To the mind of many there is an incompatibility between muscularity and mentality; nothing is further from the truth; without a good muscular development there is an everlasting antagonism between the vascular and the nervous supply. Muscular development maintains the equilibrium, and gives stability to the nervous system. If there is any difference in the mental power of man and woman, undeveloped muscles are responsible. We find that the muscles of the body have what is known as bilateral symmetry, similarly disposed on either side of the body. Bichat was the first to observe that all the organs of animal life, the brain, the cord, the senses, the organs of prehension and locomotion, all have this bilateral development. This is common to all the higher animals, and yet man is the only one of these animals that neglects the use of one-half of these perfectly symmetrical muscles. Let us see if the reason for this be one of structure or education, or both. The organ we are considering is muscle; its function is to contract. The control of that contraction lies largely in the cerebral cells; the integrity of the cells depends upon their nutrition, or blood supply. The more immediate the connection of the cells with the heart the better their activity. The more remote the part the greater the deterioration in the quality and quantity of the blood. The nervous system demands not only a certain amount and quantity of nutrition, but a certain force or tension of that nutrition. Hence, as a rule, other things being equal, short-necked people are more cheerful and can do more consecutive work than long-necked people. It follows that the side of the brain that is in more immediate connection with the heart gets the best supply; consequently can do the best work. This brings us to consider the channels of the blood as it leaves the heart. (In order to make this part of the subject clearer we refer to the drawings made by Armand de Fleury, illustrating the various types of branching of the aorta.) We wish to call attention to the fact, that the type of cerebral circulation defines the type of the disposition. When the cephalic or brain arteries are symmetrical branches of one single trunk given off from the aorta, we get swift, harmonious motion, with scarcely any of the fighting propensity, as in the horse. The mole, instead of a single ascending trunk, from the arch of the aorta, has two, but the branching of these two is likewise symmetrical, so that there are equal-sided, harmonious movements. But when we come to the lion, the bear and the dog, and, with a shade of difference, the wild boar, we find two ascending branches from the aorta, a right and left, the right having three divisions, two going to the brain, the other to the right arm, while the other arm or forelimb is supplied by the small left branch of the arch. Here we get a very uneven distribution of blood to the two sides of the animal, and so do we get bounding motion and ferocity of disposition. We might carry this analysis farther, were it necessary, but as far as the comparative anatomy of the brain circulation has been studied it seems to prove that the type of that circulation defines the motions and manners of the animal in question. In man the aorta has three upward branches, but the two carotids do not rise precisely alike. The right carotid, like the right subclavian, is a branch, not of the aorta, but a short trunk called the innominata, while the left carotid and subclavian arise directly from the aorta itself, the innominata on the right, the carotid and subclavian on the left, making three aortic branches. The human type is thus a cross between the symmetry of the horse and the asymmetry of the lion and tiger, and we find in man just what we should expect, a mixture of evenness and peacefulness with nervousness and snarling, to call it by no harsher name. Now, if to this structural inequality we add one-sided education, it is no wonder we get one-sidedness of character. It is no wonder we have so many hemorrhages and tumors of the left side of the brain, and so many paralyses of the right side of the body. The physiologists having discovered and interpreted this untoward fact of non-symmetrical blood supply, have followed it up with the consoling fact that the vascular system is exceedingly modifiable, and that if a demand be created by exercising the other side of the body the supply will be forthcoming. That the one-sided action comes more from education than structure is proved by the fact that the beaver and chimpanzee, with precisely the same channeling of the blood, are ambidextrous. They seem to experience no difficulty in controlling the muscles of both sides equally. They have never heard of the awkwardness or disgrace of being left-handed, and have never been to school. If nature has ordained that the left hand should be an idler, what a mistake the violinists are making. The farther we investigate the better we shall learn that the mistake is not made by nature, but by the mothers and nurses, and that nature, like the Bible, is often obscured by the big shadow of somebody’s little idea. Even the tendency of the young child to lie on the right side is less natural than artificial.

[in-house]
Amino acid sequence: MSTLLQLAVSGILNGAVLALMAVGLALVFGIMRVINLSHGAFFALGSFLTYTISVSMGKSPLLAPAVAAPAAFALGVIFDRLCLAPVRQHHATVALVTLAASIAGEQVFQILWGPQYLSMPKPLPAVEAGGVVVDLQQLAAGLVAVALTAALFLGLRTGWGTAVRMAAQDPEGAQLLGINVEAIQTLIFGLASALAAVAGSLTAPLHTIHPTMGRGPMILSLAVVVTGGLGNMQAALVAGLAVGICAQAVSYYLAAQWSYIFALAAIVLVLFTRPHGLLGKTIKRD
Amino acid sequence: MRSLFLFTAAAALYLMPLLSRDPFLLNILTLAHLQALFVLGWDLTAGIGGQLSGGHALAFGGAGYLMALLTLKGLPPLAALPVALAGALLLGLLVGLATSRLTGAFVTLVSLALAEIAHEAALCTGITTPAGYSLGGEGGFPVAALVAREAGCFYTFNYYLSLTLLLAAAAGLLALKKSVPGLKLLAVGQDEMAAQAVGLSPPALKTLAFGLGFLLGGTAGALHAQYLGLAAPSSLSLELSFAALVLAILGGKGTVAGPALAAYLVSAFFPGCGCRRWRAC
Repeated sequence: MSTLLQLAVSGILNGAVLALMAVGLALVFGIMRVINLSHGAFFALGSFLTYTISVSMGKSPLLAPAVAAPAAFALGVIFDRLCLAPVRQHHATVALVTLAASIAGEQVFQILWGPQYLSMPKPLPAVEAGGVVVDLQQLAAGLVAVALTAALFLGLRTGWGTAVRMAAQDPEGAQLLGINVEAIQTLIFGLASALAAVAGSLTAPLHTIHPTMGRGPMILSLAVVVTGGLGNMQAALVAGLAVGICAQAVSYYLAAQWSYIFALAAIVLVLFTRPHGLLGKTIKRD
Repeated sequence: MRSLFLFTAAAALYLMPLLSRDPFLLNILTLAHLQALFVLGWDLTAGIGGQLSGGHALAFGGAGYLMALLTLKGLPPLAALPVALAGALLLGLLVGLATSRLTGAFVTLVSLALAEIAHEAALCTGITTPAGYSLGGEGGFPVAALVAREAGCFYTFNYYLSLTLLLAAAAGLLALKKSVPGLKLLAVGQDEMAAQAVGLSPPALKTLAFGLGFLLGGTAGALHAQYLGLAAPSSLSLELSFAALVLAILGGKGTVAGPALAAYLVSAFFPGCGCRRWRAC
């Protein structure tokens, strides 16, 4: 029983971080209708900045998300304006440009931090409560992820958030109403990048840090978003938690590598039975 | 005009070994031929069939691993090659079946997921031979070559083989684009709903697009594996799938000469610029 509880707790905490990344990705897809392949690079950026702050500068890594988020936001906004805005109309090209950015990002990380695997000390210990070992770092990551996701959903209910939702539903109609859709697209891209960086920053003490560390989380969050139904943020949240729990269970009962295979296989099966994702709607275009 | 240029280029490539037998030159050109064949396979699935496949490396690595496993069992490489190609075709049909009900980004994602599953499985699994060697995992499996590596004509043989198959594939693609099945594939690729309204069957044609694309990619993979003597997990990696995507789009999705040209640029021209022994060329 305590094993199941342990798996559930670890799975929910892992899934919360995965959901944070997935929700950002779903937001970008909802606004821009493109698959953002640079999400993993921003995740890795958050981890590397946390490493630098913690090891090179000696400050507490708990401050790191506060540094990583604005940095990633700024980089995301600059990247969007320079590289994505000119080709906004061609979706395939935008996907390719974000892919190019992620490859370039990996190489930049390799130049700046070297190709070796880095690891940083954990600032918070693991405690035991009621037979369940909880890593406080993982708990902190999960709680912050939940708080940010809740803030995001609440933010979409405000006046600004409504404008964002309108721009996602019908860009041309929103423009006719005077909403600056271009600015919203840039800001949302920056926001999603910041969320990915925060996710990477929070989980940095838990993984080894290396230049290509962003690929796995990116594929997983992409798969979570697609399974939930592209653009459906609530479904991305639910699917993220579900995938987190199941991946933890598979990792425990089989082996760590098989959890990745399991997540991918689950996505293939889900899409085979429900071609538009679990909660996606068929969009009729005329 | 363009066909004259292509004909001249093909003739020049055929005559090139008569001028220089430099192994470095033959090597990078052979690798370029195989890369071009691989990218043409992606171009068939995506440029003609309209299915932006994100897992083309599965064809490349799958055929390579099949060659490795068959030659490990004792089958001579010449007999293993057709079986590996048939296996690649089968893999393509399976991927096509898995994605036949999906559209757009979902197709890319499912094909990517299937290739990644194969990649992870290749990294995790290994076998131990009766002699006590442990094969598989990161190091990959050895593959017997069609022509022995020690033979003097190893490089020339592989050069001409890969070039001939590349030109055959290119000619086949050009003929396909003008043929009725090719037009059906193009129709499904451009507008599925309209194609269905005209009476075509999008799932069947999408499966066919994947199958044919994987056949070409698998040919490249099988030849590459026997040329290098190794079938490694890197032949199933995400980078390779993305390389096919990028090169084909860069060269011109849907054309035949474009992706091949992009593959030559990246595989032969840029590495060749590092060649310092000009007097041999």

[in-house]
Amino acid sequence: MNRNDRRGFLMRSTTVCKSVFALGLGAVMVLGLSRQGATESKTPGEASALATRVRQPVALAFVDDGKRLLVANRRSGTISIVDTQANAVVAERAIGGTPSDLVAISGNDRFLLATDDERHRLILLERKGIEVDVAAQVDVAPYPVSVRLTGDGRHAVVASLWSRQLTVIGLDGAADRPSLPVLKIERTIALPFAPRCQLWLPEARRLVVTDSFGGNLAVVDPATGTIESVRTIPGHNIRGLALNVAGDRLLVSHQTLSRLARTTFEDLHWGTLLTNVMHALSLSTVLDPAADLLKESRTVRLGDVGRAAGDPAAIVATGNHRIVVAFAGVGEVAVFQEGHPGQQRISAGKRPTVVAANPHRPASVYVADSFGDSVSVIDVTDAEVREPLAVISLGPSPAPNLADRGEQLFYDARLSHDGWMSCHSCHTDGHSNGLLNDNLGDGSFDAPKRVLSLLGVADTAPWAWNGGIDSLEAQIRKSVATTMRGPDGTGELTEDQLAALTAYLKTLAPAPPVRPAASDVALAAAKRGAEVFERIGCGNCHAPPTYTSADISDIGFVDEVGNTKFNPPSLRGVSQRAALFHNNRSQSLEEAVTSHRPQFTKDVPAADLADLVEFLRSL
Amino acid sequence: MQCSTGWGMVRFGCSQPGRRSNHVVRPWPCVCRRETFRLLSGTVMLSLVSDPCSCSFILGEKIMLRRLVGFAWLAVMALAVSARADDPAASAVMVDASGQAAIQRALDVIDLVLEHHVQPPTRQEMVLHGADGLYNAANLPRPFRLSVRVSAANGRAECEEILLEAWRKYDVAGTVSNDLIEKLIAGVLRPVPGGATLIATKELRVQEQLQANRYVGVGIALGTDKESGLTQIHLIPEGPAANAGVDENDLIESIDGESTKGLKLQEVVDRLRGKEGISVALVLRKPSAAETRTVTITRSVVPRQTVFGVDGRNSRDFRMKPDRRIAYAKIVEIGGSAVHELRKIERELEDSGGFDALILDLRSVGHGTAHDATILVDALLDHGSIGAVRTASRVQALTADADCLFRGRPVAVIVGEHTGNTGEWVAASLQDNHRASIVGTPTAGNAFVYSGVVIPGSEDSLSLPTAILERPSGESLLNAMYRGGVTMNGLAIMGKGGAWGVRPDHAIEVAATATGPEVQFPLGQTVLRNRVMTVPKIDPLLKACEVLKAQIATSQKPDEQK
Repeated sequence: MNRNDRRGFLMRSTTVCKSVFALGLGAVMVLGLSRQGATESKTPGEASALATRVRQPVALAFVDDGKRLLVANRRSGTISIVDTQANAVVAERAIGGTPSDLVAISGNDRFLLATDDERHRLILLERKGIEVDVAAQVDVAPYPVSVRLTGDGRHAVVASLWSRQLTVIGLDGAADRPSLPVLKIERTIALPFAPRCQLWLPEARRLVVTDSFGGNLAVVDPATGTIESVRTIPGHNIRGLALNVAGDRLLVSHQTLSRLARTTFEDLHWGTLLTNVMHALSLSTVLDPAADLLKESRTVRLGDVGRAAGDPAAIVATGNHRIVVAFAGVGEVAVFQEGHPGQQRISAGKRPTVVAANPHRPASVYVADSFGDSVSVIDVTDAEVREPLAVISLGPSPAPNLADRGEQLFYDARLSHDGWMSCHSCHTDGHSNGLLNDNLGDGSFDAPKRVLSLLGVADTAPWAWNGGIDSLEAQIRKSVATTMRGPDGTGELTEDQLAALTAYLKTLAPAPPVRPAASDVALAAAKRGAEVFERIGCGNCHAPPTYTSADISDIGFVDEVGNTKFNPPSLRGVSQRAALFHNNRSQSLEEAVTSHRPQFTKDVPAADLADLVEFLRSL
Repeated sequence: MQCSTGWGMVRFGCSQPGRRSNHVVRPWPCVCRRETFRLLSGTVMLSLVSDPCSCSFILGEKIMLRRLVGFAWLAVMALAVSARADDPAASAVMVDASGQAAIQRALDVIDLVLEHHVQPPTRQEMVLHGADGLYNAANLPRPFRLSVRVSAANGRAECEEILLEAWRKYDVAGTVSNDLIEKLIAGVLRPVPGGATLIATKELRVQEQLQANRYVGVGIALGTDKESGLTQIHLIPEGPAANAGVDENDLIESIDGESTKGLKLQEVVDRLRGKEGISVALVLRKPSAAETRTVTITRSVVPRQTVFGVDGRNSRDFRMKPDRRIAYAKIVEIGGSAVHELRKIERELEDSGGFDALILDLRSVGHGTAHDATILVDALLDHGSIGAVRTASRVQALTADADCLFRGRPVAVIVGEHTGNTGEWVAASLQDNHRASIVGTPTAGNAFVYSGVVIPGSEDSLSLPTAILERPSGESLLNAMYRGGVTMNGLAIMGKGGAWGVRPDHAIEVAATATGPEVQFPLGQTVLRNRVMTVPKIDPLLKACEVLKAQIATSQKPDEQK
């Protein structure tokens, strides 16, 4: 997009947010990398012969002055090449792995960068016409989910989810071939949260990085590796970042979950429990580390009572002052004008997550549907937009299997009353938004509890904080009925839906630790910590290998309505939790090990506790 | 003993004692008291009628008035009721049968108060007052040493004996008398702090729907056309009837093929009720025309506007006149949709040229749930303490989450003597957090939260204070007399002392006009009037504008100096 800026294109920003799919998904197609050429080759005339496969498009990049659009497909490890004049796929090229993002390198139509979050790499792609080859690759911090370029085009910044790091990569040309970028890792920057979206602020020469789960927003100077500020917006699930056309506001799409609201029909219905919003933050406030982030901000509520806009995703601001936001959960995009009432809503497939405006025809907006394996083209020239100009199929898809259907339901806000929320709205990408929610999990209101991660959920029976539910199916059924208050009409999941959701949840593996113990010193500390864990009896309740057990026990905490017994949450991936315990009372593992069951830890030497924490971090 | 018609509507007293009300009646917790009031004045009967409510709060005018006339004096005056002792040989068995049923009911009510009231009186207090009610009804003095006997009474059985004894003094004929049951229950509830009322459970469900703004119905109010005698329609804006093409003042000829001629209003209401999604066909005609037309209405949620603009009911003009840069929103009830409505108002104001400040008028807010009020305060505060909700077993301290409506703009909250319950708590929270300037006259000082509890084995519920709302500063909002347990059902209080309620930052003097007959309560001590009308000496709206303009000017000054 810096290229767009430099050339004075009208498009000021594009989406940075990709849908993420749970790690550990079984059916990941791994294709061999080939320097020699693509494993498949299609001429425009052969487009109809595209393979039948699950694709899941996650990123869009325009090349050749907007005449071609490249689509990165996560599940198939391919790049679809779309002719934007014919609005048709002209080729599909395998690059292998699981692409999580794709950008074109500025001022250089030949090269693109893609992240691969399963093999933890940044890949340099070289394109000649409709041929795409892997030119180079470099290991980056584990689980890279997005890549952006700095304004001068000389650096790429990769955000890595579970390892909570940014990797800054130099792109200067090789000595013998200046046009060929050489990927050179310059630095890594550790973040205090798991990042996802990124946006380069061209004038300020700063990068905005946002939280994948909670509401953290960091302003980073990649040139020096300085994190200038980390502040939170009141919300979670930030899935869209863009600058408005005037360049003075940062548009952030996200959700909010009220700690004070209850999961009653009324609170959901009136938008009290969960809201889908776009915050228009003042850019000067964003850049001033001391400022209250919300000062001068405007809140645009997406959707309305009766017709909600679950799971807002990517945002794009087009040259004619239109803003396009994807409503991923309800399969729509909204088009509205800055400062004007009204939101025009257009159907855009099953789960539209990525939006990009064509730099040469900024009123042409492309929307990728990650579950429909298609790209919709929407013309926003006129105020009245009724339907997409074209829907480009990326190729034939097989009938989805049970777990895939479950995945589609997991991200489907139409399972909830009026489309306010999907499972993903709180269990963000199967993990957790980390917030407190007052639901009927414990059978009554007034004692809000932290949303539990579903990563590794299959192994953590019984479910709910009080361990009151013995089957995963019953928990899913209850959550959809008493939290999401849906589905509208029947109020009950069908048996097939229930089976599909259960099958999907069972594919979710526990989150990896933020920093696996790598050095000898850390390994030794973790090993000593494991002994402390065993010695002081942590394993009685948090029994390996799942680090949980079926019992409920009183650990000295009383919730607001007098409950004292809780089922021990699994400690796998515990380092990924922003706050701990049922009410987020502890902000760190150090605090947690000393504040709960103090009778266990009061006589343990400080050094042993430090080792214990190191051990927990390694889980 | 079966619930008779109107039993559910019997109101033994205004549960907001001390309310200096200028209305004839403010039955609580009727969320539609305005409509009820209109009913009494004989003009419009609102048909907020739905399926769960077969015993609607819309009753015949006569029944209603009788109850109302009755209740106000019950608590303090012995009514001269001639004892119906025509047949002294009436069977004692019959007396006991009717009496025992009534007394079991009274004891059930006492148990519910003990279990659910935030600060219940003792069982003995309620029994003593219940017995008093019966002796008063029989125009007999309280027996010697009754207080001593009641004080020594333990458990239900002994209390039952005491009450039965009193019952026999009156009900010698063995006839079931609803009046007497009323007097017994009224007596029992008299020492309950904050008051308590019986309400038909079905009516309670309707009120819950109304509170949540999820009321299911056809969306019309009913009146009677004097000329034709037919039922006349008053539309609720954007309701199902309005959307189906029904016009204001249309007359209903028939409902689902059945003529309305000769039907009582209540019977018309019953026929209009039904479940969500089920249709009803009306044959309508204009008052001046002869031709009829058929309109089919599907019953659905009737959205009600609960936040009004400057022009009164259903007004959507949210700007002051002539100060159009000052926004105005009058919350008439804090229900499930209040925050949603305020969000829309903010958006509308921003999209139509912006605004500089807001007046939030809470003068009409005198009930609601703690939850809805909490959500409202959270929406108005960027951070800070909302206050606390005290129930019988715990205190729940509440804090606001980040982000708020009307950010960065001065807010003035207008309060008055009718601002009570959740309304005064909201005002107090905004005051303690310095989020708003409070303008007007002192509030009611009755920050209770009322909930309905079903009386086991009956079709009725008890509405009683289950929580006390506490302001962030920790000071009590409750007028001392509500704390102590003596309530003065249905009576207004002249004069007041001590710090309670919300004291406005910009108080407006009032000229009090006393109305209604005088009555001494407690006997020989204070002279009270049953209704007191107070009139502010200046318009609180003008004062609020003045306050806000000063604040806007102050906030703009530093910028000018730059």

Charles Reade, who has taken pains to thoroughly investigate this subject, says the greatest authorities, from Farini on muscle to Brown-Sequard on brain, are unanimous in the opinion that both sides of the body should be equally trained. Think of the immense gain in all kinds of manual work, if the left hand could relieve the right. This is a physiological cure for, or rather a prevention of, writers’, seamstresses’ and telegraphers’ “cramp,” while the effect upon society of an even instead of a lop-sided brain, can scarcely be conjectured. The left carotid has been making human history long enough; we should like the right carotid to have a chance. Decidedly one-sided have been the world’s doings, yet, who ever thought of finding a remedy in physiology? If education has thus taken from the race fully half its power, what may it not give back to the race? We thus see that, of all the animals of his class, man is the most helpless, both mentally and physically, when life begins. Indeed, an intelligent infant is a monstrosity, and insanity or dullness is the usual condition of his adult life. It is proverbial that many intellectual giants have been everything but “smart” children. But if we could analyze the methods we should find the physiological paths to such brains all open with elements of ideas. The intellects that prove strong and stable through all the years never begin with ideas. So great an authority as Dr. E. Seguin, of New York, affirms that “the cause of almost all insanities is the discordance, nay, antagonism, raised by education, scholastic, religious and social, between the cephalic and the central parts of the nervous circuit. This is supported by the evidence that in true savage life, where the whole nervous system is evenly left alone to the drifts of instinct, insanity is unknown, but where the strain on the mind is excessive, and the sympathetic wants are ignored or subdued, insanity is rife.” The education of the so-called mind, then, is reflex, not direct; the only direct training the children can receive is of the senses themselves. If approached in the natural method, the brain accomplishes a peaceful mastery, otherwise there is constant strife throughout the realm. The vascular and nervous supplies are continually at war. Again, in our great eagerness to educate the intellect, we have ignored the child’s morals as well as his muscles.